My laboratory uses computation to predict the properties and reactions of unstable or novel chemical species. In my papers, I typically report both new predictions of chemical behavior and the validation of my theoretical approaches against experimental data. The majority of my Macalester publications have focused on chemical reactions in the troposphere. The short lifetimes of many chemical species in the atmosphere make direct experimental probes of their behavior difficult. Computation therefore plays a key role in predicting behavior not amenable to direct experimental measurement. At the same time, I seek to design simulations that lead to experimentally testable results like product distributions. This has required expertise both in quantum chemistry-that is, the prediction of the intrinsic stability of species-and in reaction rate theory-that is, the prediction of how species are transformed as energy becomes available to them. Using a variety of theoretical methodologies enables my students and me to tackle interesting and important problems in atmospheric chemistry.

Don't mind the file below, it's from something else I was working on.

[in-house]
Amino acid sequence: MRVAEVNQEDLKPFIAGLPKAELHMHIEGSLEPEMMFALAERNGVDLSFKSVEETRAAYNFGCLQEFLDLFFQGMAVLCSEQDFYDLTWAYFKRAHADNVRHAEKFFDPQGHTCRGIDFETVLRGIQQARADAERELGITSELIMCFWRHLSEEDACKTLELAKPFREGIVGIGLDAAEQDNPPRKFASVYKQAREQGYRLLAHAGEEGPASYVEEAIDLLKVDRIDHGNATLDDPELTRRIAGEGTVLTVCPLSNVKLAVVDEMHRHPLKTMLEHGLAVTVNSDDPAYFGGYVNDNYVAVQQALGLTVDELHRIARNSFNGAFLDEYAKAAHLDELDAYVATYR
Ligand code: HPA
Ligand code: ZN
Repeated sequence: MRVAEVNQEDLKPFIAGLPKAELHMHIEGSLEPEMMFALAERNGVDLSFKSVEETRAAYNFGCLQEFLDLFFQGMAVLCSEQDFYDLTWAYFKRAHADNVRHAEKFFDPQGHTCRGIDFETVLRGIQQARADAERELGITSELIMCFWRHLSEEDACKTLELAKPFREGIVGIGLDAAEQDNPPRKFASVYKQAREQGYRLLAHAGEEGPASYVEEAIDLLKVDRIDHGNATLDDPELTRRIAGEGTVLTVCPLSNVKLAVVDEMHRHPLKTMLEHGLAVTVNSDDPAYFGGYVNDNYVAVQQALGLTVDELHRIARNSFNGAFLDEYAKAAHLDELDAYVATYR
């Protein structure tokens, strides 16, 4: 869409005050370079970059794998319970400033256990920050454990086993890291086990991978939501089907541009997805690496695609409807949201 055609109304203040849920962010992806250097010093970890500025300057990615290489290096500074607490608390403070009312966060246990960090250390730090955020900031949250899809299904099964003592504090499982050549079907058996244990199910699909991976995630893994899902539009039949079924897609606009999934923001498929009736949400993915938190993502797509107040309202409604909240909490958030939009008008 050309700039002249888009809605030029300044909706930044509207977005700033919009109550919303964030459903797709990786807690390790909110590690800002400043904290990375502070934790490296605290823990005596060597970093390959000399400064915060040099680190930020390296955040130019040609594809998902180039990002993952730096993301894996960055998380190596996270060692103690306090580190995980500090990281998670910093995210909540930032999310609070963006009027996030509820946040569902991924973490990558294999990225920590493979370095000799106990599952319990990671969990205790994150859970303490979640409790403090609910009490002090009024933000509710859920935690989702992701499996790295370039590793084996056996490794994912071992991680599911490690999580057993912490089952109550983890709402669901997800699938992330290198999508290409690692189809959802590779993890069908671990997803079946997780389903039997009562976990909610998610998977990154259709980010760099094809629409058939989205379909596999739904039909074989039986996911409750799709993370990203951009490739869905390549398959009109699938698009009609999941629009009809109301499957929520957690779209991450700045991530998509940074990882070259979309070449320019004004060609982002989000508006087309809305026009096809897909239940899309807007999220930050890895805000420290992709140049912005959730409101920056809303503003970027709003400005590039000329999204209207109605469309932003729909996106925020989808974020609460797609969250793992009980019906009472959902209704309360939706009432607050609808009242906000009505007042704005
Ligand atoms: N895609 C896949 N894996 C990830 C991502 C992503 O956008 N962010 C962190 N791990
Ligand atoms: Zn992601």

I also collaborate with experimentalists both at Macalester and at other institutions. Contemporary quantum chemistry enables us to make reasonable predictions for an enormous variety of systems. Since earning tenure I have worked with colleagues in synthetic organic chemistry and in molecular spectroscopy. These joint projects have been both intellectually stimulating and fruitful in terms of publications and publishable results.

I have involved Macalester undergraduates extensively in all of this work. By employing a variety of theoretical techniques and by collaborating with a variety of experimental laboratories, I expose my students to some of the power and breadth of computational chemistry. I do not expect all of my students to duplicate my career path, but I do intend to give them an authentic and intellectually engaging experience of chemical research.

A complete list of publications may be found here.

Back to my home page!

Last modified 31 July 2012